State of California Lifts Stay-at-Home Order as Many Question its Legitimacy Amid Ongoing COVID-19 Pandemic

State of California Lifts Stay-at-Home Order as Many Question its Legitimacy Amid Ongoing COVID-19 Pandemic

California Governor Gavin Newsom announced that he will lift the statewide stay at home order Jan. 25, which called for stricter restrictions on nonessential businesses and a curfew for all state residents. 

Newsom also reintroduced the colored four-tier system to track and differentiate the level of restrictions that must be applied for each county. The status of each county directly correlates to their ICU capacity, as well as the number of new COVID-19 cases and the rate at which people test positive.

The color-coded system utilizes purple to indicate that the virus is widespread, with an infection rate of over seven new cases per 100,000 residents on a daily basis. Counties in red have a ‘substantial’ infection rate between five to seven new daily cases per 100,000 residents. Tier three, orange, indicates a ‘moderate’ at between 2-4.9 percent positivity rate. The yellow tier, which indicates ‘minimal’ virus spread, must be less than one daily new case per 100,000 residents.

Previous versions of the system also featured a blue ‘stay at home’ tier, which signaled that ICUs in that county had a capacity below 15 percent. However, it was dropped after Newsom called for a regional, mandatory stay at home order in December. Many California residents expressed mixed reactions with Newsom’s decision to choose to reopen the state at this time—despite the reopening’s purported economic benefits.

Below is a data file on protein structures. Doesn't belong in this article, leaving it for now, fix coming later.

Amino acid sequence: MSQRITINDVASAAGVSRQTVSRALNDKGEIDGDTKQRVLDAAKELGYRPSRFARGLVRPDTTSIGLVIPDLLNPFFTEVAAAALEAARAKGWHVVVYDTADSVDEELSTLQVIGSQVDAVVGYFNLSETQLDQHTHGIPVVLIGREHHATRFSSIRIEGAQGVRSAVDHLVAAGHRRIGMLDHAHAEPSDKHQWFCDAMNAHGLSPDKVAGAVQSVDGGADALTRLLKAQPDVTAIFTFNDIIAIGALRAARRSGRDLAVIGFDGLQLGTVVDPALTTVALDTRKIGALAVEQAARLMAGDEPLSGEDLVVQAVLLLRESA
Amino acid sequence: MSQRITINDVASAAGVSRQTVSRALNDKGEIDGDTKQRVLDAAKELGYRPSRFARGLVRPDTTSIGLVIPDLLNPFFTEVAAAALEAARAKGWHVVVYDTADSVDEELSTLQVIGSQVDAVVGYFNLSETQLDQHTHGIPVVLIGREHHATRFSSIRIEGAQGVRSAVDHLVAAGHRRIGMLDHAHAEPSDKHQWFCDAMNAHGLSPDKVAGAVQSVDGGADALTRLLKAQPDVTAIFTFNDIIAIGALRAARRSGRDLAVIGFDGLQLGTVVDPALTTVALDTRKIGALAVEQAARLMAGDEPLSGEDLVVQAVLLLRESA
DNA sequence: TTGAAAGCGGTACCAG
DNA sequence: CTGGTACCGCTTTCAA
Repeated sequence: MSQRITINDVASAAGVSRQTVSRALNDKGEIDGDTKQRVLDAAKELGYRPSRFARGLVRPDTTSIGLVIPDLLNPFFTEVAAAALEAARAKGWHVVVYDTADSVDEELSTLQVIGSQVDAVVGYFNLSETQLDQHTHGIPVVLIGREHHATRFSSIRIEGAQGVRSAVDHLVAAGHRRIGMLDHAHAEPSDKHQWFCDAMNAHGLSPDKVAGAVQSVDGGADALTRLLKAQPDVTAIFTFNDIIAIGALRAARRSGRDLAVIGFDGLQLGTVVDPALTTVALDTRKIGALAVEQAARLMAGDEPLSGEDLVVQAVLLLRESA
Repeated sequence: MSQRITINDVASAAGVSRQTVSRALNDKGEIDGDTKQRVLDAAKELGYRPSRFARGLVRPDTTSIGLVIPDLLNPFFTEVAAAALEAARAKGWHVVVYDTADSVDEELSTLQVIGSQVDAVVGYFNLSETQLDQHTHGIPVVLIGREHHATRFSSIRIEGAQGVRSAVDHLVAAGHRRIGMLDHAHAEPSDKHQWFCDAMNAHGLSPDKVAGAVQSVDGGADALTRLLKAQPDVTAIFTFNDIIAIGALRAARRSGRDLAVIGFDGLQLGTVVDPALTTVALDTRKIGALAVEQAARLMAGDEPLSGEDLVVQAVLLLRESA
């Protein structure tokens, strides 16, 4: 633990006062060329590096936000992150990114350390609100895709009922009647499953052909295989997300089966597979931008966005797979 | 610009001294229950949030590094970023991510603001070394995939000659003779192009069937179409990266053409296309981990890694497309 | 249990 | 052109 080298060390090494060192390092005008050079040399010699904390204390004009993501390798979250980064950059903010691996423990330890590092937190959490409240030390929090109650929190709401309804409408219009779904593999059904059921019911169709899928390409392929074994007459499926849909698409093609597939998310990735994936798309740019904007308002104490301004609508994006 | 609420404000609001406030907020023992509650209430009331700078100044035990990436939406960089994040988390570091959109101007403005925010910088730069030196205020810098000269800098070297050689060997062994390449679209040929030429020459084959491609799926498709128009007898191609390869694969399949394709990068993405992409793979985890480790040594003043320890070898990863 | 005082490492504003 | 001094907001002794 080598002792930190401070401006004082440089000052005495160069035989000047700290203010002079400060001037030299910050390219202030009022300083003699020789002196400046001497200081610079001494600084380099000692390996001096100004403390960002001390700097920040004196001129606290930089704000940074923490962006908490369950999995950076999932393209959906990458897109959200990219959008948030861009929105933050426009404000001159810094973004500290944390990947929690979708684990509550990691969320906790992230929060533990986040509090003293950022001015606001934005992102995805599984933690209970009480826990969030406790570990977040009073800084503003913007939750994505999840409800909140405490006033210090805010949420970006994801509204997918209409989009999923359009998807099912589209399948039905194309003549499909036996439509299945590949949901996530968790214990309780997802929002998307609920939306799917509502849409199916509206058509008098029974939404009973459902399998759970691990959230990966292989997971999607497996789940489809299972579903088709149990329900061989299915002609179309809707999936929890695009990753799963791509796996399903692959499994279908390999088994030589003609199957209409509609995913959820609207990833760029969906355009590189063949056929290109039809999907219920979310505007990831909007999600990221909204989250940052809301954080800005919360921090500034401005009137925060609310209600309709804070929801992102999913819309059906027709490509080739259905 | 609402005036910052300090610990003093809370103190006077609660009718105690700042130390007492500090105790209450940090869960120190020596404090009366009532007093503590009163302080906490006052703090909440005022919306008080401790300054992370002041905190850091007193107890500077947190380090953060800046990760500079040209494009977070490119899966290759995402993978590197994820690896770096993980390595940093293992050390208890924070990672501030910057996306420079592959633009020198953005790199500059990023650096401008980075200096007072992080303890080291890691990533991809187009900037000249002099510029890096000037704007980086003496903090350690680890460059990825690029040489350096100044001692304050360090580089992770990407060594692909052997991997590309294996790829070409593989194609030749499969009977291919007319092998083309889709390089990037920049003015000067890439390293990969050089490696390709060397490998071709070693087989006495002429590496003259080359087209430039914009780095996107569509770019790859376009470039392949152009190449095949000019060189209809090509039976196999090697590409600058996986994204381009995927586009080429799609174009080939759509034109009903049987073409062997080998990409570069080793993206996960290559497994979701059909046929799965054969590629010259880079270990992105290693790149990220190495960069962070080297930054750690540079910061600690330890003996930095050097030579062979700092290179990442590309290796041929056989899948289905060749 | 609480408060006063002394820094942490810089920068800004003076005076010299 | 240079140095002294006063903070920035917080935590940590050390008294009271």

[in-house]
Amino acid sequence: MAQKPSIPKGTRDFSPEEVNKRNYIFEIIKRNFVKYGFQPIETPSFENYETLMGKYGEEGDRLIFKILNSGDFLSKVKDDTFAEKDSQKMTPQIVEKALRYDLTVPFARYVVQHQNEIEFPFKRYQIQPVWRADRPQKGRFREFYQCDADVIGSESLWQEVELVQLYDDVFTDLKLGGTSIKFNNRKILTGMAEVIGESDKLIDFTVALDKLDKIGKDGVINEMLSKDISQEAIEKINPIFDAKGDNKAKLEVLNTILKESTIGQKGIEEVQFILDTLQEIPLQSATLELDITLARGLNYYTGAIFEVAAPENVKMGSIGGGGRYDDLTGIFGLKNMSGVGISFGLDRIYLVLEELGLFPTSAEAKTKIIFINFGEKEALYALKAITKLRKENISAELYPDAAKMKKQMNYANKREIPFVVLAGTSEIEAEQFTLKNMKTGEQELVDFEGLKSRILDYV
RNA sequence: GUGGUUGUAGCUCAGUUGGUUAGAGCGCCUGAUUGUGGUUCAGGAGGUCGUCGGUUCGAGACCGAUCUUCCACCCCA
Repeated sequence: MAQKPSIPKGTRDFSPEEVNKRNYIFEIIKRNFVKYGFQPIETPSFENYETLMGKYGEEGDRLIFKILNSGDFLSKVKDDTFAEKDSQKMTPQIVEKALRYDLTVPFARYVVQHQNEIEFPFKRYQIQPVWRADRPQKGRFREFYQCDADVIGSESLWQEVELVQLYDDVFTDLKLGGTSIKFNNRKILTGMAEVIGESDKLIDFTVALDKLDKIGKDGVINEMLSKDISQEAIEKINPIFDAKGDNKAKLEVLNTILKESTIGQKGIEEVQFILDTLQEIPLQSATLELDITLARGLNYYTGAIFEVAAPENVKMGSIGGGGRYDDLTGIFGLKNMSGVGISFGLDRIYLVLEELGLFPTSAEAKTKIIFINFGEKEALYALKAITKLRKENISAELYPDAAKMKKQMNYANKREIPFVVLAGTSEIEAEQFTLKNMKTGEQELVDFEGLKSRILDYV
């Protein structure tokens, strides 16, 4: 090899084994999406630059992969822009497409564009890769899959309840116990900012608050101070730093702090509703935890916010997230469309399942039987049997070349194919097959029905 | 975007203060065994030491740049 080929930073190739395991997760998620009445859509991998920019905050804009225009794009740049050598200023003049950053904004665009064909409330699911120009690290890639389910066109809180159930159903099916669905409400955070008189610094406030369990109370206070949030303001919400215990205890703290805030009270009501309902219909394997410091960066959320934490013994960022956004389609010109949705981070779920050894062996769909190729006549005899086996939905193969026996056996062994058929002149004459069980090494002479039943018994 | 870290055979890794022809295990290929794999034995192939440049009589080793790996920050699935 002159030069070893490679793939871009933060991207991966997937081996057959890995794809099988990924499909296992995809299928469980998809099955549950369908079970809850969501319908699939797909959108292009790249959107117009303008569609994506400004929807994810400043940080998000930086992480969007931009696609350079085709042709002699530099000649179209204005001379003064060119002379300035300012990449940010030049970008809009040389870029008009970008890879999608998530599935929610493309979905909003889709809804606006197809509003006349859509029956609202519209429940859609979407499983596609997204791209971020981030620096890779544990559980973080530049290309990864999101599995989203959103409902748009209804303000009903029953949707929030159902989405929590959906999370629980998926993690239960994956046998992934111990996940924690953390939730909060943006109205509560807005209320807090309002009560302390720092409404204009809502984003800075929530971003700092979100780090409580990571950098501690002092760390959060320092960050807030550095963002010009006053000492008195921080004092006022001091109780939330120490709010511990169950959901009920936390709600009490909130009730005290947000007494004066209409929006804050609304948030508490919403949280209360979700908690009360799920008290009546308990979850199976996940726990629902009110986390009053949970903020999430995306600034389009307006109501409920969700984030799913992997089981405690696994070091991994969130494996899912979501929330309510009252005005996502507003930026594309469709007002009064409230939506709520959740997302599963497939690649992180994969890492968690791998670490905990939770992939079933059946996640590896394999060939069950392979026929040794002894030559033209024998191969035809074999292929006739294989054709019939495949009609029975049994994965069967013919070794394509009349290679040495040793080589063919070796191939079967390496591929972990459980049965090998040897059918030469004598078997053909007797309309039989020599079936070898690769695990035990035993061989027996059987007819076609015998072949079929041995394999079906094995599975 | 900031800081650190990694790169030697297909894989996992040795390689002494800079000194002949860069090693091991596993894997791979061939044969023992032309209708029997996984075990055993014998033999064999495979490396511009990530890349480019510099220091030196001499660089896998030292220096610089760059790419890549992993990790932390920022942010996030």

Seattle University student and Nursing major Hannah Han spent her winter break in her El Dorado County home in California. As one of the few students with mandatory in-person courses, she knew she would return to Seattle U for winter quarter for lab-based nursing courses. Her rural California experience did not necessitate much close interaction with others, but it also allowed her more freedom, even with the stay home order in place.

“Some of the government policies, the police station said they weren’t going to enforce,” Han said.

According to Han, the El Dorado sheriff’s office was one of several counties that said they would not be enforcing the curfew as part of the stay home order.

Now that she has returned to Seattle, Han’s freedom has more limitations. When entering campus—which, for Han, is a minimum of six times per week—she must fill out Seattle U’s online health screening tool, Safe Start Health Check. She is also expected to take weekly COVID-19 tests, as well as abide by social distancing standards that emphasize “no intermingling” among students living on campus.

Leanna Sommer, a resident of Sacramento County and second-year at Sacramento State University, had her work hours cut in half after the dance studio where she taught closed its doors for in-person instruction. The studio’s closure was a direct result of being classified as a nonessential business.